bank

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Bank

An institution that provides a great variety of financial services. At their most basic, banks hold money on behalf of customers, which is payable to the customer on demand, either by appearing at the bank for a withdrawal or by writing a check to a third party. Banks use the money they hold to finance loans, which they make to businesses and individuals to pay for operations, mortgages, education expenses, and any number of other things. Many banks also perform other services for a fee; for instance they offer certified checks to customers guaranteeing payment to third parties. In some countries they may provide investment and insurance services. With the exception of Islamic banks, they pay interest on deposits and receive interest on their loans. Banks are regulated by the laws and central banks of their home countries; normally they must receive a charter to engage in business. Banks are usually organized as corporations.

bank

a deposit-taking institution which is licensed by the monetary authorities of a country (the BANK OF ENGLAND in the UK) to act as a repository for money deposited by persons, companies and institutions, and which undertakes to repay such deposits either immediately on demand or subject to due notice being given. Banks perform various services for their customers (money transmission, investment advice, etc.) and lend out money deposited with them in the form of loans and overdrafts or use their funds to purchase financial securities, in order to operate at a profit. There are many types of banks, including COMMERCIAL BANKS, MERCHANT BANKS, SAVINGS BANKS and INVESTMENT BANKS. See BANKING SYSTEM, BANK OF ENGLAND, CENTRAL BANK.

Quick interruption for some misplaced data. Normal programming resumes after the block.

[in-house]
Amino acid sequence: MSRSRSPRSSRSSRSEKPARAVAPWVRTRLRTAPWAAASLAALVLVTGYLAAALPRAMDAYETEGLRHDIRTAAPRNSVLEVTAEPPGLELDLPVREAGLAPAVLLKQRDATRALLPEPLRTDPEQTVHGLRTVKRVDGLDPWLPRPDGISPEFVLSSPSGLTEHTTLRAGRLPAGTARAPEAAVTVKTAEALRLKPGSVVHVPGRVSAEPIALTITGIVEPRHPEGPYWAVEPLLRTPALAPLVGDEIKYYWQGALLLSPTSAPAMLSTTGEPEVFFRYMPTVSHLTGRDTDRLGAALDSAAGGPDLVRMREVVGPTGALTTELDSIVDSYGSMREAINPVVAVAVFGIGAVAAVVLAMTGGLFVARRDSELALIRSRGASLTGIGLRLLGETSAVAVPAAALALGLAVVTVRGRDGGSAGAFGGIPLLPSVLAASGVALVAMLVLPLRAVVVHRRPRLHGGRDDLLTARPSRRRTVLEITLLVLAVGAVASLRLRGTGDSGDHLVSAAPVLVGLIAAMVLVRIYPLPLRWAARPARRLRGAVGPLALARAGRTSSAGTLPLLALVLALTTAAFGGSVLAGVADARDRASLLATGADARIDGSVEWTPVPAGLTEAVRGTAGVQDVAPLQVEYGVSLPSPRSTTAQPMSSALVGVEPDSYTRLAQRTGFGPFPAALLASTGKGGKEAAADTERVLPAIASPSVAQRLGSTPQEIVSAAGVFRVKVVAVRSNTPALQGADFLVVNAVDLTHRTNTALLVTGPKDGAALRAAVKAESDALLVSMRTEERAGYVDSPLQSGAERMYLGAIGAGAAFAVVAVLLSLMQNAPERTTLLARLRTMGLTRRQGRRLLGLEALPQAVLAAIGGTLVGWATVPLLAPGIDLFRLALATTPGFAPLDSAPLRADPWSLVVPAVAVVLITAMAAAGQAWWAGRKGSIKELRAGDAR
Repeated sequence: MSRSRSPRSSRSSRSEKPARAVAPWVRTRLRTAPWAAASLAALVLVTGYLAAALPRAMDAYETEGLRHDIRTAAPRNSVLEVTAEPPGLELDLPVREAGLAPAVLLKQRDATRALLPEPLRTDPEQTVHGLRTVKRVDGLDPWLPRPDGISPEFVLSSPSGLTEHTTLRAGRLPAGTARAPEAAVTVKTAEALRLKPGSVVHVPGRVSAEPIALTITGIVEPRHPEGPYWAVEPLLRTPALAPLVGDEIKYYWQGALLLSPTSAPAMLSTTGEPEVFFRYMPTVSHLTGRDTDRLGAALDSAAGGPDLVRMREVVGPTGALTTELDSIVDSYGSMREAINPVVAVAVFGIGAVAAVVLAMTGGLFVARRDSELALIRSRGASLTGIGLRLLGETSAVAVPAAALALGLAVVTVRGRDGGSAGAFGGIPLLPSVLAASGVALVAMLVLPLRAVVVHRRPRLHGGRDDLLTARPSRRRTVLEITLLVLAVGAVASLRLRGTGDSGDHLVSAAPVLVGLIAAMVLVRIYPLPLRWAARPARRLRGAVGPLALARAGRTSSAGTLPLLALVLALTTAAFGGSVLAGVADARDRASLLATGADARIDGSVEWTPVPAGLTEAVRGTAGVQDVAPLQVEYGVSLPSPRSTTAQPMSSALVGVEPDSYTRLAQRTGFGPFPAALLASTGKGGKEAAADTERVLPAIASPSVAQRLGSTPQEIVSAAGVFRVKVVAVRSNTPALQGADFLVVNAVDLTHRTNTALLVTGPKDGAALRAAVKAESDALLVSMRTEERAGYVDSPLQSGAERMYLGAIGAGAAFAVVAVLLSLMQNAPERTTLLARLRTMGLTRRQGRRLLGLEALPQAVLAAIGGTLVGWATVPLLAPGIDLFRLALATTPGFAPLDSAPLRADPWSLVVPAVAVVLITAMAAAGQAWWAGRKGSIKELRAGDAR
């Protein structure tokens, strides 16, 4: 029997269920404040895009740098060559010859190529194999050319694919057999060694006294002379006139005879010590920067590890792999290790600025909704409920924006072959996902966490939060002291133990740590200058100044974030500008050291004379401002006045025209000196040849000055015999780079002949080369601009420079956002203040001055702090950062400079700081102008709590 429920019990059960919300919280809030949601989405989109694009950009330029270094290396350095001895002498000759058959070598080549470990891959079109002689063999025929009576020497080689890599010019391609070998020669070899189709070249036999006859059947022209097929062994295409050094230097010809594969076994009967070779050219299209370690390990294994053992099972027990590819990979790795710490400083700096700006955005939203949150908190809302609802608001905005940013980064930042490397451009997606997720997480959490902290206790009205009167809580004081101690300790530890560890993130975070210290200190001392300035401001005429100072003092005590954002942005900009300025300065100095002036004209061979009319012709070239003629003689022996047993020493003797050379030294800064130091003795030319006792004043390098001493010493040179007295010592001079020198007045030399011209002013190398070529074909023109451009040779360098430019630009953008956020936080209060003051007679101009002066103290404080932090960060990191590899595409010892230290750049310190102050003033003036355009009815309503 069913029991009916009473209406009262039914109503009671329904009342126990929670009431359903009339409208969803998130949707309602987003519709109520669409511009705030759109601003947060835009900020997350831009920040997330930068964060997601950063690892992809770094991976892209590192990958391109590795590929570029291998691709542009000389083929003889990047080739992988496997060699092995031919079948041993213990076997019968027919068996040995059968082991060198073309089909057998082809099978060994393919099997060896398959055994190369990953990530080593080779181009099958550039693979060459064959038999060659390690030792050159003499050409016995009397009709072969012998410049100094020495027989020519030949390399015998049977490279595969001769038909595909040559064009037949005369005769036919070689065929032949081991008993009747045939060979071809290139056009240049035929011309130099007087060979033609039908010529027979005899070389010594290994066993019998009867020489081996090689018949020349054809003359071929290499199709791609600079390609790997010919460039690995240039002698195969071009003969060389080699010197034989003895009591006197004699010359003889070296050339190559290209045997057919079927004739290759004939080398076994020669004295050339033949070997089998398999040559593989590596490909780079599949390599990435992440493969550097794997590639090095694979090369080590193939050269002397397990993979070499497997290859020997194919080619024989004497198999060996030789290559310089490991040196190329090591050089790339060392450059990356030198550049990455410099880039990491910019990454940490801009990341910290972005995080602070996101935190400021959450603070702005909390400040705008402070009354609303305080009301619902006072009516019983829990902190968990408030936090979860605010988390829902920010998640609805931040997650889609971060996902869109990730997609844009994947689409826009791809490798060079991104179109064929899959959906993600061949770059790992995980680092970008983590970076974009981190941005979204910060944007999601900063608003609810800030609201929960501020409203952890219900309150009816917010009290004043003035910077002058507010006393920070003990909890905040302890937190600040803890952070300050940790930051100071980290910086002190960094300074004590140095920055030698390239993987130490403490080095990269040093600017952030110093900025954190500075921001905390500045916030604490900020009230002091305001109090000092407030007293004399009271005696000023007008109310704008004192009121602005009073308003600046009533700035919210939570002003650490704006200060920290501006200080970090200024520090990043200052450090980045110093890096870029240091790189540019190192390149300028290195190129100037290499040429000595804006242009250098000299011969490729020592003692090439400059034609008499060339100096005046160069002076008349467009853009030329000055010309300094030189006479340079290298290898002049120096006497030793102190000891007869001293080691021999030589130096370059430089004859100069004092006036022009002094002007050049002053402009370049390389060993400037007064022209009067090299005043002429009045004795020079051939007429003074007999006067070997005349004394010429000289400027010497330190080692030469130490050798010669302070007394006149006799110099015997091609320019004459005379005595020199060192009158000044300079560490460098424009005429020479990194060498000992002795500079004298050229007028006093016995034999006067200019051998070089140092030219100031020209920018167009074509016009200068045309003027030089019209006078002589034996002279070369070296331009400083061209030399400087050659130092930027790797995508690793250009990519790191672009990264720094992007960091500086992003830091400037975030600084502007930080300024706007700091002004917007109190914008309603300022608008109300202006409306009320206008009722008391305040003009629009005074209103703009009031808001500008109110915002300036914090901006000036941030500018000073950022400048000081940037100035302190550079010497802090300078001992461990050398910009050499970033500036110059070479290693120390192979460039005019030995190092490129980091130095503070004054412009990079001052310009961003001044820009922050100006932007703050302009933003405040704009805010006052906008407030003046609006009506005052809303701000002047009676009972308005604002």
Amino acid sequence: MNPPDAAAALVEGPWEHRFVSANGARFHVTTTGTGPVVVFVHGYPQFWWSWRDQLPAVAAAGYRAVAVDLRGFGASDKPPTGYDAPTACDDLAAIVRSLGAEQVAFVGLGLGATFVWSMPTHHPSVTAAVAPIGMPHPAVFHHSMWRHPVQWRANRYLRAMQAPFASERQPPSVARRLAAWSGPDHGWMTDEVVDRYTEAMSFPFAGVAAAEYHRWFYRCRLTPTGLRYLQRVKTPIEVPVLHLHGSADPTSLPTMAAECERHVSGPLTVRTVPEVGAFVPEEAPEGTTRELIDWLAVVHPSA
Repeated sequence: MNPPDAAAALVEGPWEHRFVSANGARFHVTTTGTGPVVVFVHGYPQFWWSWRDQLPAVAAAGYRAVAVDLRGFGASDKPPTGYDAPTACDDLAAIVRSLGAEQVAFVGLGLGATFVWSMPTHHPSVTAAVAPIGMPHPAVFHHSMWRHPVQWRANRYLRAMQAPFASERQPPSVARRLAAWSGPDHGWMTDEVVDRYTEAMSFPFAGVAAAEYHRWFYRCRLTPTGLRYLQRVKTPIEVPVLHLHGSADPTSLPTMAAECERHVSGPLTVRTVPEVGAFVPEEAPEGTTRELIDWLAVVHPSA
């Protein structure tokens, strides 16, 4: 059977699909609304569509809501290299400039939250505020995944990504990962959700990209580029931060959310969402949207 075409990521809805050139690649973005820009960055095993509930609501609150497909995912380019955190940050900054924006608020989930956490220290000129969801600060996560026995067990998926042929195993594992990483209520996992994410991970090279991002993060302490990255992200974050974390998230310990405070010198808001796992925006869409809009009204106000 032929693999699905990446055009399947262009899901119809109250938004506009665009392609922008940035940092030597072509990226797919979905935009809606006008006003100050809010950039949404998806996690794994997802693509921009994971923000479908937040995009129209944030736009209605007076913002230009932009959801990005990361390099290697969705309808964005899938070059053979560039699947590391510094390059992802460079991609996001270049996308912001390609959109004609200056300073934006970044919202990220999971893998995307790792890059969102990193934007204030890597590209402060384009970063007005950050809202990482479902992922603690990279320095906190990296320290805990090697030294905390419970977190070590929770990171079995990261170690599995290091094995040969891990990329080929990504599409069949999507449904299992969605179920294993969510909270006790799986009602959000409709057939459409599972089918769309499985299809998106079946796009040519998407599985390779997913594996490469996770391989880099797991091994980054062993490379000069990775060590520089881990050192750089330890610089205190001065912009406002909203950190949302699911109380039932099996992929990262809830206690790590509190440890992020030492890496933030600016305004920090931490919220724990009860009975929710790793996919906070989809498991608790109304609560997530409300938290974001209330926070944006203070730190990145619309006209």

bank

a deposit-taking institution that is licensed by the monetary authorities of a country (the BANK OF ENGLAND in the UK) to act as a repository for money deposited by persons, companies and institutions, and which undertakes to repay such deposits either immediately on demand (CURRENT ACCOUNT 2) or subject to due notice being given (DEPOSIT ACCOUNTS). Banks perform various services for their customers (money transmission, investment advice, etc.) and lend out money deposited with them in the form of loans and overdrafts or use their funds to purchase financial securities in order to operate at a profit. There are many types of banks, including COMMERCIAL BANKS, MERCHANT BANKS, SAVINGS BANKS and INVESTMENT BANKS. In recent years many BUILDING SOCIETIES have also established a limited range of banking facilities. See BANKING SYSTEM, CENTRAL BANK, FINANCIAL SYSTEM.

bank

An institution empowered by law to receive deposits, cash checks or drafts, discount commercial paper,make loans,and issue promissory notes payable to the bearer,known as bank notes. American commercial banks fall into two categories:(1) federally chartered and (2) state chartered. Federally chartered banks come under the regulatory and auditing supervision of the United States Comptroller of the Currency.State-chartered banks come under the control of the appropriate state banking authority.Typically the FDIC will audit state-chartered banks and the comptroller's office will audit federally chartered banks.

References in periodicals archive ?
We thank the CDC Migrant Serum Bank for provision of samples, John Painter for his epidemiologic assistance, and Kevin Liske for map creation.
An additional panel of 48 less-characterized samples was obtained from our clinical serum bank (samples also stored at -80 [degrees]C) for offsite vs onsite assay comparisons.
The specimens were selected without conscious bias from a larger serum bank of 145 Down syndrome-affected pregnancies that had been identified with essentially complete pregnancy outcome ascertainment (12).
Similar results were observed when testing human sera from the serum bank.
Frozen sera from 155 donors 51-90 years of age [78 (50%) women and 77 (50%) men] were obtained from the serum bank of an epidemiologic study that surveyed the incidence of monoclonal gammopathies in Olmsted County, MN.